Proposed gas pipeline could threaten Tampa Bay water supply
listen

05/19/14 Janelle Irwin
WMNF Drive-Time News Monday | Listen to this entire show:
Tags: EPA, Sabal Trail, Anita Stewart, SpectraBusters, environment, water, natural gas

A coalition of energy companies including Florida Power and Light wants to build a 460-mile long natural gas pipeline through Florida and two other states. But environmentalists are pushing back against the project they say could contaminate aquifers. Anita Stewart is a district supervisor for the Hillsborough County Soil and Water Conservation District. She’s worried about a section of the pipeline that could bisect parts of a preserved area in Sumter and Pasco counties.

“This pipeline is going to go into the Green Swamp and it will affect Tampa Bay’s drinking water if there ever is an accident or an explosion.”

A group called SpectraBusters formed in opposition to the Sabal Trail project. The group’s founder, John Quarterman agrees that a natural gas pipeline through Florida could be disastrous for some water supplies.

“And that’s water and pockets and fragile limestone under the ground, the same limestone that also fractures and forms sinkholes when somebody draws too much water out of it or pokes a hole in it. So, does it make sense to have a 100-foot wide gash with heavy equipment right through the wetlands that serve as recharge zones for this aquifer? And does it make sense to have a yard-wide pipeline put underneath our river deep into the same limestone into which some of our rivers already leak?

The EPA has issued a list of questions it wants the Sabal Trail group to answer about the project. Among those is why the pipeline is even necessary. A spokesperson for the group, Andrea Grover, said current pipelines including one that goes through the Gulf of Mexico aren’t meeting Florida Power and Light’s needs.

“The Gulfstream pipeline is completely used every single day. The volumes that that pipeline can deliver are completely being used all the time. The Florida gas transmission system, from what I understand, is near that capacity as well. So, a third pipeline was needed in order to deliver gas into the Southeast for some of these power generation facilities.”

A letter from the EPA notes that FP&L users have been using less energy leaving the utility with shrinking energy demand since 2005. That’s making critics of the project like Spectrabuster’s Beth Gordon speculate that the $3 billion pipeline would pad the company’s bottom line by allowing it to export natural gas.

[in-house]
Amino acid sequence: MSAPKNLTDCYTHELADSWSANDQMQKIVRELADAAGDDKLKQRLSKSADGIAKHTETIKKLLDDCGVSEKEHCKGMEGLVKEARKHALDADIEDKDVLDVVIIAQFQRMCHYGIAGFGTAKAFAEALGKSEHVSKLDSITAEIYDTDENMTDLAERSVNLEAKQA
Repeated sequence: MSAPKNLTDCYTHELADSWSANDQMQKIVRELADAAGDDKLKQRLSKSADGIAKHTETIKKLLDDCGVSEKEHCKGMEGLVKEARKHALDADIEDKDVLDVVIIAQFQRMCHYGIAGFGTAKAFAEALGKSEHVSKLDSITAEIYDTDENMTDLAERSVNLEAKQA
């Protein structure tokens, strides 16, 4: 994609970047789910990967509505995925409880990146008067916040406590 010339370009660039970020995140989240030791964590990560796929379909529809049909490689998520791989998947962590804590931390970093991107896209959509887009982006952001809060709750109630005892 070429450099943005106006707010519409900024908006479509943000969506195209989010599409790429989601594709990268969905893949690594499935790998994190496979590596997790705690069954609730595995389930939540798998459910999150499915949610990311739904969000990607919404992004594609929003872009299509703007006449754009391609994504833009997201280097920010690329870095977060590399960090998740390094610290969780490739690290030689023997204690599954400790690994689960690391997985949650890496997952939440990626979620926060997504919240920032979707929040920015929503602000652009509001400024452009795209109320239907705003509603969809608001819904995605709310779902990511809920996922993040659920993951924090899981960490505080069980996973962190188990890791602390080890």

“But they said that their ten-year projection, they’re going to need x-amount of gas. Well, what this particular pipeline would supply, in their own words is three times that amount. And the other pipelines are not fully utilized. So, the answer is, they don’t need this pipeline for Florida.”

And if that’s the case Gordon says it’s not fair to ratepayers.

“The people of the state of Florida and, in particular, FP&L customers, they are paying 100% for this pipeline. So, they’re footing the bill over the years to the tune of $3.5 billion and I guaran-friggin-tee you it’ll be more.”

The EPA is also looking for environmental safeguards on the pipeline. Quaterman, from the anti-Sabal Trail group Spectrabusters, is also concerned about safety.

“And what if one of these pipelines leaked or explodes as have happened in Florida? For example, in 2009, between I-95 and the Florida Turnpike. One blew up, a much smaller one, and threw a piece of pipe all the way across the Florida Turnpike.”

But Grover, the project’s spokesperson, insists there would be adequate safeguards in place to ensure smooth operation and quick response if a leak were to occur.

“There are valves that are up and down the pipeline as well as what we call gas control that is, remotely, that is continuously checking for pressures and stuff like that and in the event that there’s any small deviation that may or may not indicate an issue, we would see those things and then remotely be able to shut off that section of the pipeline and go out and check it to ensure the integrity of that piece of pipe.”

She adds there are also eyes on the ground monitoring pipelines.

“In addition, we have local folks that work up and down the pipeline and are continuously inspecting and maintaining that pipeline. They’re working at the stations, they’re driving up and down the pipeline route, they’re looking for things that we need to maintain the upkeep of.”

The EPA letter raising concerns about the project also points to a potential alternative. A ship 30 miles off the coast of Tampa called Port Dolphin has been cleared for development. It could process about the same amount of natural gas as Sabal Trail. Grover says that’s FP&L’s preference. But she’s not surprised by the questions raised.

“It’s something that we would expect from an agency such as the EPA on a project that is this size and of a natural gas pipeline and typical of what we’ve seen on other projects.”

Grover says the group is working to answer all of the EPA’s questions and doesn’t anticipate too many problems. But Spectrabuster’s Quarterman says his group will continue to push back against the project in favor of alternative energy sources he says are more sustainable and safer.

“I’ve never heard of a set of solar panels catching fire and burning or blowing up and throwing a pipe across a highway or in any other way endangering people.”

If all goes well for the Sabal Trail project, construction should start sometime in the summer of 2016 and wouldn’t be in service until 2017.

comments powered by Disqus